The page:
Cover Letters

A cover letter is a one-page document that introduces you to an employer and gives that employer additional context about the qualifications, skills, and experience that you have outlined in your résumé. Always include a cover letter for a job application if you have the opportunity to do so!


  • There is no such thing as a generic cover letter! Customize each letter to the specific position, emphasizing your relevant skills and experience.
  • Address the letter to a specific person if possible. Otherwise, "Dear Hiring Manager" or "Dear Search Committee Chair" is acceptable.
  • Use a standard (block text) business letter format and the same standard 10–12-point typeface (e.g., Times New Roman, Arial, Tahoma, Garamond) that you are using for your résumé.
  • Keep the letter to one page or less.
  • Proofread your letter carefully before sending it.

Suggested Layout

A cover letter generally has three main parts: an introduction (one paragraph), a body (usually one to three paragraphs), and a conclusion (one paragraph).


  • Explain why you are interested in the company, institution, or organization and in the specific position to which you are applying (reference a job title and/or number, if available). Indicate where or how you found out about the position (Nittany Lion Careers, The Chronicle of Higher Education, institutional website, personal referral, etc.).
  • The last sentence of your introductory paragraph should provide an overview of the topics you plan to cover in the rest of the letter. Examples:
    • "My internship experience last summer working in the automotive industry, my leadership skills as president of the Engineering Student Council last year, and my volunteer work as a math tutor have all prepared me well for this position".
    • "My research experience last summer and my first-year student teaching background have prepared me well for this position."


  • Make the case for your candidacy by providing specific examples of your experience and qualifications for the position you want. Use keywords from the job description to show that you understand what the position entails.
  • Identify specific examples that highlight at least two or three of your skills and/or paid or unpaid work that fit the job description.
  • If you don't have the exact type of experience the employer wants, emphasize your transferable skills (e.g., discuss your leadership potential at the company based on leadership experience you've had in student organizations, or emphasize research in a similar or related area).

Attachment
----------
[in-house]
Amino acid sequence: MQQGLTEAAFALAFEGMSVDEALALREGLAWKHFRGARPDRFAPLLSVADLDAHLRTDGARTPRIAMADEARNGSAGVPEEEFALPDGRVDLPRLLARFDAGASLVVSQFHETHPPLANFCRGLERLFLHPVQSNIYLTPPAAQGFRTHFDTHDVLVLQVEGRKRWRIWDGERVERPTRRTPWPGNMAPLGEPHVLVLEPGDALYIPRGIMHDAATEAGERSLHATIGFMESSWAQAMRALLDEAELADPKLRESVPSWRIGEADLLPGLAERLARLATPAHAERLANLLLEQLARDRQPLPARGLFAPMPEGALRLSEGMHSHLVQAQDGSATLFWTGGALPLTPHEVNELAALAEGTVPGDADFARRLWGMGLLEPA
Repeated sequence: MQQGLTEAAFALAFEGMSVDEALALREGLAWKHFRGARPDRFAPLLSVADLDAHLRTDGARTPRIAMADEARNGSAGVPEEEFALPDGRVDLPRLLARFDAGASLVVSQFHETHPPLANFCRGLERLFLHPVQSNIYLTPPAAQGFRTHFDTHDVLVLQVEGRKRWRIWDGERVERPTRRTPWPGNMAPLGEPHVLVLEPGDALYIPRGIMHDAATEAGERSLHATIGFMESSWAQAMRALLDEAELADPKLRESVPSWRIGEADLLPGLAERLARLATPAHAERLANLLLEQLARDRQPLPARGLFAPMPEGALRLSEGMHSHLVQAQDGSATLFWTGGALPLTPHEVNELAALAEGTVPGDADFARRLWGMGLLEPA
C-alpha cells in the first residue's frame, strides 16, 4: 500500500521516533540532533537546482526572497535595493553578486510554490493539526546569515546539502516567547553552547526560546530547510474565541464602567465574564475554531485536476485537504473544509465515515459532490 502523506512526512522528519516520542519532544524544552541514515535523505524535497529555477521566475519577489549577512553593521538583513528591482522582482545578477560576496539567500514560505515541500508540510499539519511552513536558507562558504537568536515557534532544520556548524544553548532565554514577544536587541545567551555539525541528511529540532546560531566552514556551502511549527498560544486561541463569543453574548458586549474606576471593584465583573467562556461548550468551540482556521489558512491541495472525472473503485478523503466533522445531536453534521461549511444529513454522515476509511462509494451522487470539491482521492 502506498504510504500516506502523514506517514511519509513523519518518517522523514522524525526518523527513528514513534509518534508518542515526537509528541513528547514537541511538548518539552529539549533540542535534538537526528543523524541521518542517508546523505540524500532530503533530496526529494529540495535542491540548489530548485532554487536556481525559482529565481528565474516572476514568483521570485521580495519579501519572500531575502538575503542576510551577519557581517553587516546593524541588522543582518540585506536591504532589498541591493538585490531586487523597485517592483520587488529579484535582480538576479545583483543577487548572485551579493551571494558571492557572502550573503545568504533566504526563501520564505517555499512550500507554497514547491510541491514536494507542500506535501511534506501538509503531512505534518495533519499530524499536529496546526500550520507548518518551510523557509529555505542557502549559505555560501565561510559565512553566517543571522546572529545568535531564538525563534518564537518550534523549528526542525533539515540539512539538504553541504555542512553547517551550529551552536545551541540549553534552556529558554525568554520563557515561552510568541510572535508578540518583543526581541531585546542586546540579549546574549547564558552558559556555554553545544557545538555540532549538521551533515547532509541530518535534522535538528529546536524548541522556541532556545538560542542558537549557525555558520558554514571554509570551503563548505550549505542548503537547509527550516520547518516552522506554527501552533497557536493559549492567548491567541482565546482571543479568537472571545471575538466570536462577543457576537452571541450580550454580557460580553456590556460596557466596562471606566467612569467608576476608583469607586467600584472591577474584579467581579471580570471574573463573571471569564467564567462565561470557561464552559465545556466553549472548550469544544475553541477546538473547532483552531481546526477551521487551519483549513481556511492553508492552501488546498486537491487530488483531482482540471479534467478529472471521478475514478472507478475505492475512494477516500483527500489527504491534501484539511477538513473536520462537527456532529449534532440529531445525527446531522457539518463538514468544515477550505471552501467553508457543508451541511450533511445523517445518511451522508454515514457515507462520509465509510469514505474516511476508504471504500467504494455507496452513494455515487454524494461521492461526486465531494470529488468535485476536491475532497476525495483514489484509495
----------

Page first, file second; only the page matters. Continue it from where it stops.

• Restate your interest in the job and the company and briefly summarize your strengths and qualifications.
  • Indicate your interest in an interview if you know the company or institution will be interviewing soon and state that you will follow up regarding the position within a specific time frame.
  • Sign off with "Sincerely" or "Best regards" and your name.

See our Sample Job Search Documents page for links to different types of cover letters.

Applicant Tracking System (ATS) Optimization Tips

Employers are increasingly using Applicant Tracking Systems (ATS) to filter job search documents—such as résumés, CVs, and cover letters—using keywords such as job titles or specific skills. An ATS can store and track job search documents and help hiring managers by screening for the most appropriate candidates to contact and potentially interview.

To increase the likelihood that your cover letter makes it through the initial screen and into the hands of a real person, it’s important to make it as ATS-friendly as possible. 


  • Create the document from scratch, using Microsoft Word. Avoid templates, especially fancy ones that include graphic elements and colors.
  • Use well-known, easy-to-read font styles.
  • Don’t use text boxes or graphics, including special characters or symbols; these can confuse the ATS.
  • If including URLs, use the whole address (e.g.,
  • Maintain a one-inch margin on all sides of the document.


  • Follow any instructions that the ATS presents.
  • Review the job posting carefully and try to identify keywords pertaining to what the employer is seeking. Incorporate exact keywords from the job description wherever possible in your cover letter to describe your skills and experience.
  • Submit your cover letter in .doc, .docx, or PDF format.

Check how well your cover letter is optimized by using a service such as Jobscan, which provides up to five document scans a month for free (although you must create an account to use the service).

Learn More: Cover Letters


Engineering Career Resources & Employer Relations

College of Engineering

117 Hammond Building

The Pennsylvania State University

University Park, PA 16802-4710

Phone: 814-863-1032